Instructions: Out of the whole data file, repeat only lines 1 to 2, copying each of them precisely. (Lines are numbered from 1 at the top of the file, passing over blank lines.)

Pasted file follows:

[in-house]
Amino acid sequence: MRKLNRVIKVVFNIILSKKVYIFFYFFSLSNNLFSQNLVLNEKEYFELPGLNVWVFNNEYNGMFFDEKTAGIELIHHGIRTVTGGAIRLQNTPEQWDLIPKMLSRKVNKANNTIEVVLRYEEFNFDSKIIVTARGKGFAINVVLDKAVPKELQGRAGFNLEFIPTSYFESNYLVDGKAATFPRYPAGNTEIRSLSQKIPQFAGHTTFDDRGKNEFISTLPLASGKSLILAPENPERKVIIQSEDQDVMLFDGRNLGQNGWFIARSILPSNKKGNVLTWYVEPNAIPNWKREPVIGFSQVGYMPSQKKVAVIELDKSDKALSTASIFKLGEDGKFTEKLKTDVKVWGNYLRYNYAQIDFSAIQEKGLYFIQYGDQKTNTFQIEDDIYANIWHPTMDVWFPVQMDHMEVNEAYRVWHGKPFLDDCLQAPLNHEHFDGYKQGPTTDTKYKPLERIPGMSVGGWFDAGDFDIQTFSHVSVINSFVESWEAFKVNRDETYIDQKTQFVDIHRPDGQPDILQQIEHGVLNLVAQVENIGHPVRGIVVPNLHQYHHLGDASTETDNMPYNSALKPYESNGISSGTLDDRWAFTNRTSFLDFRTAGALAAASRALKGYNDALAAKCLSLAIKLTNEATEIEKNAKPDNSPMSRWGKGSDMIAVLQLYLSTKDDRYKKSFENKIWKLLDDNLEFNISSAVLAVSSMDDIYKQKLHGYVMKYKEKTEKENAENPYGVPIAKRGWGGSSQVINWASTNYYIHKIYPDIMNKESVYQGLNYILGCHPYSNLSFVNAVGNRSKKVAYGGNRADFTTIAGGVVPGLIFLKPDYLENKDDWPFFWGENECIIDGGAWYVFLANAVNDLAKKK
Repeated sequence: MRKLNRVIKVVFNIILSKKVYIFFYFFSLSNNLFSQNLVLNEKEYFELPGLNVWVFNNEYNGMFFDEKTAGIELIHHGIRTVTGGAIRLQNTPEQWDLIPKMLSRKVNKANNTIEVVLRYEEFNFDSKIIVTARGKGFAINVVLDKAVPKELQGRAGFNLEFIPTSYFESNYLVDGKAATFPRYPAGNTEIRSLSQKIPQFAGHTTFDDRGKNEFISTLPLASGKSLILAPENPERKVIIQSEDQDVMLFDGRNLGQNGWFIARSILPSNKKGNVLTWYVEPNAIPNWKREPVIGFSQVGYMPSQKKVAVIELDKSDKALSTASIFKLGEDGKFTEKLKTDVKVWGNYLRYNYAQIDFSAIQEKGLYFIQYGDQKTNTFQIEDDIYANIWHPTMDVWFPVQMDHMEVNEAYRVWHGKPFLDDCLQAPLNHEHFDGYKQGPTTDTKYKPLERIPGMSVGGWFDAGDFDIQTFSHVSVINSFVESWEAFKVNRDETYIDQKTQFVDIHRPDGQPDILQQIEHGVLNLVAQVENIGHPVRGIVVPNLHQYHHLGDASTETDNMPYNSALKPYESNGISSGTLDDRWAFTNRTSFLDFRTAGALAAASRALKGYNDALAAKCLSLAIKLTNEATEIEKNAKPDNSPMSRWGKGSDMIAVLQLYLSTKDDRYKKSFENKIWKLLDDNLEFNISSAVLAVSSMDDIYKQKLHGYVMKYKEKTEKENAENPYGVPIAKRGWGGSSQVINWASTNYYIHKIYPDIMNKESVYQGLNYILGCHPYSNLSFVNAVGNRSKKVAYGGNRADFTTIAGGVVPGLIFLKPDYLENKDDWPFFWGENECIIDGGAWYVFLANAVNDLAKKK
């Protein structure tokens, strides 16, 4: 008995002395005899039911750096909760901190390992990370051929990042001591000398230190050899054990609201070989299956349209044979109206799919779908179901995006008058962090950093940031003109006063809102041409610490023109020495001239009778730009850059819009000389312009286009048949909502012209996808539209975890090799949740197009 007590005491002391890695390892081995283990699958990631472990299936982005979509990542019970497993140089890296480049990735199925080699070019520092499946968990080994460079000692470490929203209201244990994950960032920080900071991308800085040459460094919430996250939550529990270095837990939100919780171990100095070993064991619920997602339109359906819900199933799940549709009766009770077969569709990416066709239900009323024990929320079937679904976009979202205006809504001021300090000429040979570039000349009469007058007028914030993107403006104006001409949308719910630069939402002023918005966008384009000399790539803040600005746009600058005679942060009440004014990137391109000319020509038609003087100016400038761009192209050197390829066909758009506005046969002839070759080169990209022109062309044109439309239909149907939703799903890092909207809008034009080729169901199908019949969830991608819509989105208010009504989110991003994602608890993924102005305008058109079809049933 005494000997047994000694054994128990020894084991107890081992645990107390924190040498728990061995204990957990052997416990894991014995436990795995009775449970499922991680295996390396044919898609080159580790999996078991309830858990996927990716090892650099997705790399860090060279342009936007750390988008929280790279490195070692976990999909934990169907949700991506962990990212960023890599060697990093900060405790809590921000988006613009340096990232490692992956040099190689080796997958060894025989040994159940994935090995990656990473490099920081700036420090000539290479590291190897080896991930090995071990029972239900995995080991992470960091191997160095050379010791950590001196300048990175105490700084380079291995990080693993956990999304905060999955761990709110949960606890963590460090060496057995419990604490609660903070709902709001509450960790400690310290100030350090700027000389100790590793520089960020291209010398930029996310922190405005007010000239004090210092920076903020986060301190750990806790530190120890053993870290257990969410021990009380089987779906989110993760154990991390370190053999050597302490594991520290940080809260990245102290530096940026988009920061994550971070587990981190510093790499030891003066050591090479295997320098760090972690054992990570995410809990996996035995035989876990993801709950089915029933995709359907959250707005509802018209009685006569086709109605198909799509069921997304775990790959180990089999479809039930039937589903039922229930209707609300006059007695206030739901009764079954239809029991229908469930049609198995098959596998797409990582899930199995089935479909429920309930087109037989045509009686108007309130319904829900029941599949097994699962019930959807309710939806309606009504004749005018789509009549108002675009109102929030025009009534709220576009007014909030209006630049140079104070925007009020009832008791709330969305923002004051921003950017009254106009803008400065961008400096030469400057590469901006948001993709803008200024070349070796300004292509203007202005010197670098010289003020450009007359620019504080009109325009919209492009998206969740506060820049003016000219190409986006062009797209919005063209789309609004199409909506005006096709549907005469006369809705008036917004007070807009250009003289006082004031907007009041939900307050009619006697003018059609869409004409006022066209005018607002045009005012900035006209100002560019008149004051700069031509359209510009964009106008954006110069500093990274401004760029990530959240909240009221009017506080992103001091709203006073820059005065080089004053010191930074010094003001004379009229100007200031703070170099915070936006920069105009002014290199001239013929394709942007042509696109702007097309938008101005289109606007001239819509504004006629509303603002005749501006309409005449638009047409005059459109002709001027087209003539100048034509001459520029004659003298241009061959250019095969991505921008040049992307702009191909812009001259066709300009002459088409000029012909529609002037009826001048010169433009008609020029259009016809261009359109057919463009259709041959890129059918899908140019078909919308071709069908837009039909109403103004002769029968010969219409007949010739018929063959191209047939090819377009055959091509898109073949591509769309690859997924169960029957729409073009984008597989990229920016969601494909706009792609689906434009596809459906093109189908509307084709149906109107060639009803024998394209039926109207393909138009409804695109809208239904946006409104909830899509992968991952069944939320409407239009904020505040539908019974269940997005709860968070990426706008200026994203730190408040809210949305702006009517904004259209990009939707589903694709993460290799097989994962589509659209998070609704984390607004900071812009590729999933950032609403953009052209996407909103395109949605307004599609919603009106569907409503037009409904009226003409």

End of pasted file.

[in-house]
Amino acid sequence: MRKLNRVIKVVFNIILSKKVYIFFYFFSLSNNLFSQNLVLNEKEYFELPGLNVWVFNNEYNGMFFDEKTAGIELIHHGIRTVTGGAIRLQNTPEQWDLIPKMLSRKVNKANNTIEVVLRYEEFNFDSKIIVTARGKGFAINVVLDKAVPKELQGRAGFNLEFIPTSYFESNYLVDGKAATFPRYPAGNTEIRSLSQKIPQFAGHTTFDDRGKNEFISTLPLASGKSLILAPENPERKVIIQSEDQDVMLFDGRNLGQNGWFIARSILPSNKKGNVLTWYVEPNAIPNWKREPVIGFSQVGYMPSQKKVAVIELDKSDKALSTASIFKLGEDGKFTEKLKTDVKVWGNYLRYNYAQIDFSAIQEKGLYFIQYGDQKTNTFQIEDDIYANIWHPTMDVWFPVQMDHMEVNEAYRVWHGKPFLDDCLQAPLNHEHFDGYKQGPTTDTKYKPLERIPGMSVGGWFDAGDFDIQTFSHVSVINSFVESWEAFKVNRDETYIDQKTQFVDIHRPDGQPDILQQIEHGVLNLVAQVENIGHPVRGIVVPNLHQYHHLGDASTETDNMPYNSALKPYESNGISSGTLDDRWAFTNRTSFLDFRTAGALAAASRALKGYNDALAAKCLSLAIKLTNEATEIEKNAKPDNSPMSRWGKGSDMIAVLQLYLSTKDDRYKKSFENKIWKLLDDNLEFNISSAVLAVSSMDDIYKQKLHGYVMKYKEKTEKENAENPYGVPIAKRGWGGSSQVINWASTNYYIHKIYPDIMNKESVYQGLNYILGCHPYSNLSFVNAVGNRSKKVAYGGNRADFTTIAGGVVPGLIFLKPDYLENKDDWPFFWGENECIIDGGAWYVFLANAVNDLAKKK